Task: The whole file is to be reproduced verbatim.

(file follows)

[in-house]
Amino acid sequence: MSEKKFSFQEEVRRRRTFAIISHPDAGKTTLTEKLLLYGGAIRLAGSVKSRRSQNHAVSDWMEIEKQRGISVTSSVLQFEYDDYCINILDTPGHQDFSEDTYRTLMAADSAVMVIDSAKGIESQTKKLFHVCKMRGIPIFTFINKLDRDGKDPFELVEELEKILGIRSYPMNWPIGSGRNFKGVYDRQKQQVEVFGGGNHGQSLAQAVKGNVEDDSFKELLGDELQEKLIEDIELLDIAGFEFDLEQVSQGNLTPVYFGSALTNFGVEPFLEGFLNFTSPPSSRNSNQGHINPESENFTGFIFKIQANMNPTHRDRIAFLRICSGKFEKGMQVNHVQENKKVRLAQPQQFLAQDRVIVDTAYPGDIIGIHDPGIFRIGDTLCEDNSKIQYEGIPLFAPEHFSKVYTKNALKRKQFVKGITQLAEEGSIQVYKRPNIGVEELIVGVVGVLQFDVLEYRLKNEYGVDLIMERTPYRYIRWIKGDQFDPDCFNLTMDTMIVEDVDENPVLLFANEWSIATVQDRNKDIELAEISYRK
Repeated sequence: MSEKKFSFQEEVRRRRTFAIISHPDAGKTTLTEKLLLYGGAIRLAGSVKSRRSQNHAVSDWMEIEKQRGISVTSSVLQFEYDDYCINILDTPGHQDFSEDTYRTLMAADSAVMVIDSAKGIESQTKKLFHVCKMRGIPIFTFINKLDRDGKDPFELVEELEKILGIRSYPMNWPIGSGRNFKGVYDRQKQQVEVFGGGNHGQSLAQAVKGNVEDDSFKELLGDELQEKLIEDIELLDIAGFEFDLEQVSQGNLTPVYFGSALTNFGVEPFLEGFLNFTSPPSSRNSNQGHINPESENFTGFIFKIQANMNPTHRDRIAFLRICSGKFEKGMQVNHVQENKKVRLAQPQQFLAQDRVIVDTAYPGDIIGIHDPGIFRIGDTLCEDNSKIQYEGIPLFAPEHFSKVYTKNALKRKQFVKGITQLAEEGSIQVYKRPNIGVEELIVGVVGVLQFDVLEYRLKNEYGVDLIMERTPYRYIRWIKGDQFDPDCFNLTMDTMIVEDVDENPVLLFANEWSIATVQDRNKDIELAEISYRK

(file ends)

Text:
[in-house]
Amino acid sequence: MSEKKFSFQEEVRRRRTFAIISHPDAGKTTLTEKLLLYGGAIRLAGSVKSRRSQNHAVSDWMEIEKQRGISVTSSVLQFEYDDYCINILDTPGHQDFSEDTYRTLMAADSAVMVIDSAKGIESQTKKLFHVCKMRGIPIFTFINKLDRDGKDPFELVEELEKILGIRSYPMNWPIGSGRNFKGVYDRQKQQVEVFGGGNHGQSLAQAVKGNVEDDSFKELLGDELQEKLIEDIELLDIAGFEFDLEQVSQGNLTPVYFGSALTNFGVEPFLEGFLNFTSPPSSRNSNQGHINPESENFTGFIFKIQANMNPTHRDRIAFLRICSGKFEKGMQVNHVQENKKVRLAQPQQFLAQDRVIVDTAYPGDIIGIHDPGIFRIGDTLCEDNSKIQYEGIPLFAPEHFSKVYTKNALKRKQFVKGITQLAEEGSIQVYKRPNIGVEELIVGVVGVLQFDVLEYRLKNEYGVDLIMERTPYRYIRWIKGDQFDPDCFNLTMDTMIVEDVDENPVLLFANEWSIATVQDRNKDIELAEISYRK
Repeated sequence: MSEKKFSFQEEVRRRRTFAIISHPDAGKTTLTEKLLLYGGAIRLAGSVKSRRSQNHAVSDWMEIEKQRGISVTSSVLQFEYDDYCINILDTPGHQDFSEDTYRTLMAADSAVMVIDSAKGIESQTKKLFHVCKMRGIPIFTFINKLDRDGKDPFELVEELEKILGIRSYPMNWPIGSGRNFKGVYDRQKQQVEVFGGGNHGQSLAQAVKGNVEDDSFKELLGDELQEKLIEDIELLDIAGFEFDLEQVSQGNLTPVYFGSALTNFGVEPFLEGFLNFTSPPSSRNSNQGHINPESENFTGFIFKIQANMNPTHRDRIAFLRICSGKFEKGMQVNHVQENKKVRLAQPQQFLAQDRVIVDTAYPGDIIGIHDPGIFRIGDTLCEDNSKIQYEGIPLFAPEHFSKVYTKNALKRKQFVKGITQLAEEGSIQVYKRPNIGVEELIVGVVGVLQFDVLEYRLKNEYGVDLIMERTPYRYIRWIKGDQFDPDCFNLTMDTMIVEDVDENPVLLFANEWSIATVQDRNKDIELAEISYRK